Lisa Shin, a local business owner who has become active in the county Republican Party and local politics, is ready to take her mission to the New Mexico State Legislature.
This was an amazing opportunity for me to get involved in the political process,” Shin said. “I saw an opportunity and a door for something for me to talk about things I really care about.”
District 43 covers Los Alamos County and parts of Sandoval, Santa Fe, and Rio Arriba counties. Rep. Stephanie Garcia Richard has announced her plans to vacate the seat and run for the statewide office of land commissioner.
Democrat Pete Sheehey announced in early December he would run for the seat. No other Republicans or Democrats have stepped forward.
Tax reform, health care and the Los Alamos National Laboratory are all issues Shin plans to talk about in her campaign.
Shin said she thinks there should also be more accountability on the health care front.
“As an optometrist for 20 years, I have demonstrated a strong commitment to patient-centered, accessible, affordable and effective health care,” Shin said.
Shin envisions a “fiscally sustainable and robust health care market for private and public health insurance.” Right now, she believes the state Legislature is threatening the system with too many proposed taxes and regulation.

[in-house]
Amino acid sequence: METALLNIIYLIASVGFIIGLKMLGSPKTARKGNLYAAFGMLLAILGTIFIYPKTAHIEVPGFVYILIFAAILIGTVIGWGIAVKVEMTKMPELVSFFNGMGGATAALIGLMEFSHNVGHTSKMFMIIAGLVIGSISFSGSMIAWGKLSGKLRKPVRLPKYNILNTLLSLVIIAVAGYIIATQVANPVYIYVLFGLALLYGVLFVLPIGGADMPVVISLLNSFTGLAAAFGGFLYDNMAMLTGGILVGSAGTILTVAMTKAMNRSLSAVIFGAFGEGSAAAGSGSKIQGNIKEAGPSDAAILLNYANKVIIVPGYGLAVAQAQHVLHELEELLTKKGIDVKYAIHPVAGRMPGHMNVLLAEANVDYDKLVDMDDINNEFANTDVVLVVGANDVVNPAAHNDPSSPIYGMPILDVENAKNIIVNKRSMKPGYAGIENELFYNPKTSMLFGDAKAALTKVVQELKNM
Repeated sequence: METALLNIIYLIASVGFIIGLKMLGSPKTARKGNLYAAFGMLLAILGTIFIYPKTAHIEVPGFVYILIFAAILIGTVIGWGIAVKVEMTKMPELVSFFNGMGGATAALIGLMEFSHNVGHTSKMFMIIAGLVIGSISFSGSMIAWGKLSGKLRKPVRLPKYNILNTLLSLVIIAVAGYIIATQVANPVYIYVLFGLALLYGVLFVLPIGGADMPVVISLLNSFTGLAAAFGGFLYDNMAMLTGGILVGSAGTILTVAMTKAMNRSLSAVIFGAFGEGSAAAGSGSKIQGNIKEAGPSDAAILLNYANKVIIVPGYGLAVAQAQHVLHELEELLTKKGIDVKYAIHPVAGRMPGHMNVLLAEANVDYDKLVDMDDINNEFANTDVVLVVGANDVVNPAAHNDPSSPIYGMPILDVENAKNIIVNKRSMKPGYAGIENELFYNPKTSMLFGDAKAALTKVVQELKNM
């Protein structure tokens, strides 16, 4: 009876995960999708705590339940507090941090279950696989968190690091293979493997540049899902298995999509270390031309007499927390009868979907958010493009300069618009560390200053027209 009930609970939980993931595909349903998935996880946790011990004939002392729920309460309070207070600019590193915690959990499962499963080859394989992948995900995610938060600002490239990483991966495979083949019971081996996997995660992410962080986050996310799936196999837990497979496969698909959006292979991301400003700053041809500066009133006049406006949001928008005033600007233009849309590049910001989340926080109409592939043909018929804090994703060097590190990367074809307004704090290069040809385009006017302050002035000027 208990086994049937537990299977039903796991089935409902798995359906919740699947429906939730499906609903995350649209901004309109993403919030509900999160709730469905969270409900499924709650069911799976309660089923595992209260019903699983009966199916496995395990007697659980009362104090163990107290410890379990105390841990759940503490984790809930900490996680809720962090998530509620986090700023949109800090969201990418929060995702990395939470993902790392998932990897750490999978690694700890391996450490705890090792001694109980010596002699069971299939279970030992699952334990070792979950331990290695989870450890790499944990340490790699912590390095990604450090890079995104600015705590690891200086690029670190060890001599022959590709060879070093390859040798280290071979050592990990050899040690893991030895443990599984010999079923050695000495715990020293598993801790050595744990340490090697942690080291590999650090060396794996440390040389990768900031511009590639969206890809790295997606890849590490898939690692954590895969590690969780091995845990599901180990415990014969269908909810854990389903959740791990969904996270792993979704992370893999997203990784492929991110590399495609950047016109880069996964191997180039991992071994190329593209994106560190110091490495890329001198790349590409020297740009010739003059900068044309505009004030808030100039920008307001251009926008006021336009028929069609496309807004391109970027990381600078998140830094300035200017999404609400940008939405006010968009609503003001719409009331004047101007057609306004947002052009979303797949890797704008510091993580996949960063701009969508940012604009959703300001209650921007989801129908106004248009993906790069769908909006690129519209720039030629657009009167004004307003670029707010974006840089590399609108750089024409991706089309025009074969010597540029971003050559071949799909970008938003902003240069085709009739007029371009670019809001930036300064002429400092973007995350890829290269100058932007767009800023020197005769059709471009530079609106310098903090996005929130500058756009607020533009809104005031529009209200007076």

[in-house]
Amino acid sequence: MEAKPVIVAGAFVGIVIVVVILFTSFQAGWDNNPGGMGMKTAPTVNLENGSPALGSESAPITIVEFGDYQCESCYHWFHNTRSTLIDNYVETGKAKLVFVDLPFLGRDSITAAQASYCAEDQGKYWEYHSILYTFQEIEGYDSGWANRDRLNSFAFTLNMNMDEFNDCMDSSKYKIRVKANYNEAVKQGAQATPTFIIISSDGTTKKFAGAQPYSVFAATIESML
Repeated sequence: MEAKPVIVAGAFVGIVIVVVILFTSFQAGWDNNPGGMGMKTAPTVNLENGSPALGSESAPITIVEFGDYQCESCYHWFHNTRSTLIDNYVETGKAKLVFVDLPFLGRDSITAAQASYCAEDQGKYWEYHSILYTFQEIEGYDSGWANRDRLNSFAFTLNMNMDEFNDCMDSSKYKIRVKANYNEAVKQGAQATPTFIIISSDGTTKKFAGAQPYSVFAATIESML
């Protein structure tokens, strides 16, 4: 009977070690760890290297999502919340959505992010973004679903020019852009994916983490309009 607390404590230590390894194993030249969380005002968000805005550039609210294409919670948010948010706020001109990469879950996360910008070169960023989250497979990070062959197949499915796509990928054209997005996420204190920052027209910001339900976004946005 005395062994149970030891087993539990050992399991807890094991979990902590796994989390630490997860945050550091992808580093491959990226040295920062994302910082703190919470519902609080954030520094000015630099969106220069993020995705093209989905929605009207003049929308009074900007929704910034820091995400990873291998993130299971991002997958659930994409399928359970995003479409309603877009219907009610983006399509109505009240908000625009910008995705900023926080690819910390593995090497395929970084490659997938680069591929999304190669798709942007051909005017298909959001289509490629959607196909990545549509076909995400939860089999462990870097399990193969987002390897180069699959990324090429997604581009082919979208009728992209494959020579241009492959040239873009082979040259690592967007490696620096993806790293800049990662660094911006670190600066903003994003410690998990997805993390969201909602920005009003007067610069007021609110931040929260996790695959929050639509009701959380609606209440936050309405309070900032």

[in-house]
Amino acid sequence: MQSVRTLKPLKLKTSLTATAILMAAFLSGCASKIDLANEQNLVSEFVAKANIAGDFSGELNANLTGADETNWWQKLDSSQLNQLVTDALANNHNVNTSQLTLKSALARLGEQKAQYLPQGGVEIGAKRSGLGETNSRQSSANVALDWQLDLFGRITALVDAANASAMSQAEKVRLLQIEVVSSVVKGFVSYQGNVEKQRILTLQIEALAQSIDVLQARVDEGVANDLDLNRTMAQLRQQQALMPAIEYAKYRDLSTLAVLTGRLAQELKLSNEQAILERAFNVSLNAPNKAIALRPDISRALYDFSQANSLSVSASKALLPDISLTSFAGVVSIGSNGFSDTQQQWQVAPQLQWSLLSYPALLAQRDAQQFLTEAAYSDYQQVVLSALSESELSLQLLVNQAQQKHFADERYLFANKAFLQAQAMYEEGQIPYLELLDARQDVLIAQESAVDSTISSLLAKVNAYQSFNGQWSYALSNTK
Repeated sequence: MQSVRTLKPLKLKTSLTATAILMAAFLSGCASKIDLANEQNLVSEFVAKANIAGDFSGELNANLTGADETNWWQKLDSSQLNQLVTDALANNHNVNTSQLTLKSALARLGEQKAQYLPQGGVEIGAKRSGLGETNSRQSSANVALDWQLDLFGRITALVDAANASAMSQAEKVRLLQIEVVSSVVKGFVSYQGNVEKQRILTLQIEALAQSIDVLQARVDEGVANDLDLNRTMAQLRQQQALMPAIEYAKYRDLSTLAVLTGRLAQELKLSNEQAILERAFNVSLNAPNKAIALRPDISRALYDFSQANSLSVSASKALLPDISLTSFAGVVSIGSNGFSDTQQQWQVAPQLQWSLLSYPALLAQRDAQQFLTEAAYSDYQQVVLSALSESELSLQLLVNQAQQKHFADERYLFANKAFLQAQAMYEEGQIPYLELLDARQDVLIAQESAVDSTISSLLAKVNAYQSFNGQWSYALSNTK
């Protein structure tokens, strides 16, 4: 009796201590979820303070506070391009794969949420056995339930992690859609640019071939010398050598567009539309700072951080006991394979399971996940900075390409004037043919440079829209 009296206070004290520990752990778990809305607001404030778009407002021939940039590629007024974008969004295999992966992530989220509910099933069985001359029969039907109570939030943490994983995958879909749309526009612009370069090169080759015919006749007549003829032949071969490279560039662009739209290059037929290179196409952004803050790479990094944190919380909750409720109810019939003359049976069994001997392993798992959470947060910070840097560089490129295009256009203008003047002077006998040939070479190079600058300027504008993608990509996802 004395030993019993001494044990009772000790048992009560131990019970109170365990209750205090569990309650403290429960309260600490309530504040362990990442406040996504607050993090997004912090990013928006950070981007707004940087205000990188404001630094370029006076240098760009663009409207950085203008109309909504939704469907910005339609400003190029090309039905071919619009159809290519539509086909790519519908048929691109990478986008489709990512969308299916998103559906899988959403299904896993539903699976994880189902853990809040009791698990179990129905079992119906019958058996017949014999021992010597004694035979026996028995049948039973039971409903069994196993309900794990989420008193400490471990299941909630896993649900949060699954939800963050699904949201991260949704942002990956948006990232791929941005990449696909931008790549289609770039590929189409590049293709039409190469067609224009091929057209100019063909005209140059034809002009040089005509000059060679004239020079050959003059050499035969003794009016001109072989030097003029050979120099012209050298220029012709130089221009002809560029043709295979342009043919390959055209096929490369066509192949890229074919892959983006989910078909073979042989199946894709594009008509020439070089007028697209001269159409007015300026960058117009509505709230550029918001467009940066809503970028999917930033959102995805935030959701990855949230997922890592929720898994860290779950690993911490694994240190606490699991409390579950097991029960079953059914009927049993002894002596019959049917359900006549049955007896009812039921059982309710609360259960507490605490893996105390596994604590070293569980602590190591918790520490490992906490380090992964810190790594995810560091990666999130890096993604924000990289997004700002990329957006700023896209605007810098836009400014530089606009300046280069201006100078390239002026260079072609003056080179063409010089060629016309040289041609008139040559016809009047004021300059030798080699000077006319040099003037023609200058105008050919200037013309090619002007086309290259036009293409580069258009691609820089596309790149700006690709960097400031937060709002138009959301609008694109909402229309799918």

“Our Legislature has proposed a tax on hospital services and decreases on provider reimbursements,” Shin said. “In September, our state pursued Medicaid premiums and co-pays to cover rising costs. Health care is becoming more and more unaffordable, and therefore, more inaccessible.”
Shin is in favor of Medicaid, she said.
“I think Medicaid is something that needs to be available and accessible for the disabled and children. That’s the priority I would have as a lawmaker,” Shin said. “As for able-bodied adults that can pay, I think there needs to be some sort of responsibility there.”
Shin points to Minnesota as one way New Mexico can solve the opioid crisis, in conjunction with programs implemented by Gov. Susana Martinez, such as the state’s prescription-monitoring program
Minnesota legislators have been toying with the idea of implementing a “penny-a-pill” tax on drug companies to help pay for programs to combat the addiction epidemic.
Shin moved to Los Alamos in 1997. “I was impressed with the safety of the town, the world-class education and the excellent quality of life,” Shin said. “I loved the spectacular beauty of New Mexico and knew that this would be a great place to pursue my dreams.”
Shin is first vice chair of the Los Alamos Republican Party. She received national attention during the 2016 presidential election when she spoke at the Republican National Convention in Cleveland as a New Mexico delegate. She spoke about her parent’s emigration to America.
“My parents endured countless hardships and made tremendous sacrifices to pursue the dream, and they never imagined that one day, their daughter would be speaking you today. This is the beauty of the American Dream, to do and to be the unimaginable,” Shin said at the convention.
If elected, Shin said she plans to be a public servant, and not a politician.
“The problem with our government today is that we have too many politicians who care more about getting votes, than about the voters,” Shin said.